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UNITED STATES COURT OF APPEALS

Filed 1/4/96

TENTH CIRCUIT

JERRY MILLER,
Plaintiff - Appellant,

No. 95-1409

v.

D. Colorado

BILL STORY, Warden, USP ADX, individually


and in his official capacity; CLAUDIA HILL,
Case Manager Coordinator, individually and in
her official capacity; S. M. RAWLETT, Unit
Manager, USP ADX, Florence, individually and
in his official capacity; R. JONES, Correctional
Counselor, USP ADX, Florence, individually and
in his official capacity; JANET RENO,

(D.C. No. 95-S-2021)

Defendants - Appellees.

ORDER AND JUDGMENT*


Before ANDERSON, BARRETT, and LOGAN, Circuit Judges.

After examining the briefs and appellate record, this panel has determined
unanimously that oral argument would not materially assist the determination of this

This order and judgment is not binding precedent, except under the doctrines of
law of the case, res judicata, and collateral estoppel. The court generally disfavors the
citation of orders and judgments; nevertheless, an order and judgment may be cited under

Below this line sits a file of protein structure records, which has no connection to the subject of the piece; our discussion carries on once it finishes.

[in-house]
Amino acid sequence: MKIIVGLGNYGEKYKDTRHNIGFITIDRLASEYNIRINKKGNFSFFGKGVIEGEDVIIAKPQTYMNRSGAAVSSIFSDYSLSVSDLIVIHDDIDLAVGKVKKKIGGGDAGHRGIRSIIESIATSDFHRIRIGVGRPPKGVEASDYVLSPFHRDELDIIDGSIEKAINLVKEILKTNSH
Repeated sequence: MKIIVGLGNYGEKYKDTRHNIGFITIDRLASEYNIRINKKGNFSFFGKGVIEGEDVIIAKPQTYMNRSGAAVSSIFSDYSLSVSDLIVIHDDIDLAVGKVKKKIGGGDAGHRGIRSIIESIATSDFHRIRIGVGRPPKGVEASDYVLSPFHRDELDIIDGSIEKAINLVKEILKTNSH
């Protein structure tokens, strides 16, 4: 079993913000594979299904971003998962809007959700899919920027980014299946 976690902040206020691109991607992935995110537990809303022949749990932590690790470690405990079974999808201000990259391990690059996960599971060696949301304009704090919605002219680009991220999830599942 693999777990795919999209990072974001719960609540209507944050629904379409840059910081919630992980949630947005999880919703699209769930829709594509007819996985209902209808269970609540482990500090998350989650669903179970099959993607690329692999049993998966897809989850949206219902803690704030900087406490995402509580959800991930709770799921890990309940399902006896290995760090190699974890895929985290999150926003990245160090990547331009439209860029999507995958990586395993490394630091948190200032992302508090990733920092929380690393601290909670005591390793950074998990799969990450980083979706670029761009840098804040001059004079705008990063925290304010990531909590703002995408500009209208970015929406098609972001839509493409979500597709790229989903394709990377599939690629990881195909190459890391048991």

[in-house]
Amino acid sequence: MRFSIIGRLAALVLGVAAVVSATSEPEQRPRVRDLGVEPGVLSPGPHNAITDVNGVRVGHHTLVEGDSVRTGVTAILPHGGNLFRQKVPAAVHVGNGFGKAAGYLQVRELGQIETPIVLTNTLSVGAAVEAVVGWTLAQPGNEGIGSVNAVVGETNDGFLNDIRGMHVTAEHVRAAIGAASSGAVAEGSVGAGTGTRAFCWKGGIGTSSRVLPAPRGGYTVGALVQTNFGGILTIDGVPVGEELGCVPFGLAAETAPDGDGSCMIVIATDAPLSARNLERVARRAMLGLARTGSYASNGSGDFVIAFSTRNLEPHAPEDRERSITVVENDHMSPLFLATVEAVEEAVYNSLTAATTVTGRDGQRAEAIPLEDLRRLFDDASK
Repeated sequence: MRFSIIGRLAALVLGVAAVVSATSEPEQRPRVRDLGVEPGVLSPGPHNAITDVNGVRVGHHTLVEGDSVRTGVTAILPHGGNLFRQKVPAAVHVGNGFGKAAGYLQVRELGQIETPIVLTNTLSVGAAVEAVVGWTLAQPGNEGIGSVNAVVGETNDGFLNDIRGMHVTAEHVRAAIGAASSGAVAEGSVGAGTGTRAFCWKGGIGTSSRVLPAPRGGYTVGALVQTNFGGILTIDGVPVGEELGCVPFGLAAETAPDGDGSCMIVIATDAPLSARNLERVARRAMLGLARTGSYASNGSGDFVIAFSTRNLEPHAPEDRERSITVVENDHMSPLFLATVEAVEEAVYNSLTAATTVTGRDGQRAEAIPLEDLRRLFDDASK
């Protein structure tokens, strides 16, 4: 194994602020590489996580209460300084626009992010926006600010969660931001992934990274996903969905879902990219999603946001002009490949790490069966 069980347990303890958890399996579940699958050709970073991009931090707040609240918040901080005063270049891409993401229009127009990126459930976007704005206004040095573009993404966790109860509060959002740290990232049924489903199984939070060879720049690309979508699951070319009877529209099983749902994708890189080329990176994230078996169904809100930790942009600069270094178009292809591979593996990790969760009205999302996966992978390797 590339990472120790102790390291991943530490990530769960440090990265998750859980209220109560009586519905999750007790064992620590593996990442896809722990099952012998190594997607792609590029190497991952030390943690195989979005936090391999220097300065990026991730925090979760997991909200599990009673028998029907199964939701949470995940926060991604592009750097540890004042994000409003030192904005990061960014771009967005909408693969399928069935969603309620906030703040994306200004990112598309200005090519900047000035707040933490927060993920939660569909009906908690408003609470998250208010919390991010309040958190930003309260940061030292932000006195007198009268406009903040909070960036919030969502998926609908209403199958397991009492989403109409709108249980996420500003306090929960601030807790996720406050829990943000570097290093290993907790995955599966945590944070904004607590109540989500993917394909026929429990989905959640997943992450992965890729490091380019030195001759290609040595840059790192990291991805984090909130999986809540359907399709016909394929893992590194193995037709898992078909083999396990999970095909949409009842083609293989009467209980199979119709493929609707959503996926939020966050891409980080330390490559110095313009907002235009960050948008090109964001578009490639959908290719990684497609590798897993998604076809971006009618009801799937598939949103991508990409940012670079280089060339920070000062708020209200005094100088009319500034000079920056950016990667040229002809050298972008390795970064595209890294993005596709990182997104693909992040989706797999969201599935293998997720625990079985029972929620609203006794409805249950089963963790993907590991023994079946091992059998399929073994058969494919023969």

the terms and conditions of 10th Cir. R. 36.3.
*

appeal. See Fed. R. App. P. 34(a); 10th Cir. R. 34.1.9. This cause is therefore ordered
submitted without oral argument.
Jerry Miller, an inmate at U.S.P., Administrative Maximum (A.D.X.), Florence,
Colorado, appeals the dismissal under 28 U.S.C. 1915(d) of his civil rights suit. In
Millers complaint he asserts several variations on his claim that his constitutional rights
have been violated by the defendants failure to keep him out of contact with inmates who
may retaliate against or attack him for being an informant in 1982, among other things.
He claims a liberty interest based on statute, regulations, and internal prison classification
documents. He also claims fear of injury, but after the district court pointed out that he
has failed to identify any inmate in contact with him at Florence belonging to the group he
fears, he urges on appeal that there may be unknown persons who could hurt him. He
bases his statement on a phrase used in institutional documents. Finally, Miller asserts
that the district court abused its discretion by dismissing the action prior to service of
process.
We have examined the record, including Millers arguments on appeal and
conclude, substantially for the reasons set out in the district courts Order of Dismissal,
that the district court did not err.

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The judgment of the district court is AFFIRMED. The mandate shall issue
forthwith.
ENTERED FOR THE COURT
Stephen H. Anderson
Circuit Judge

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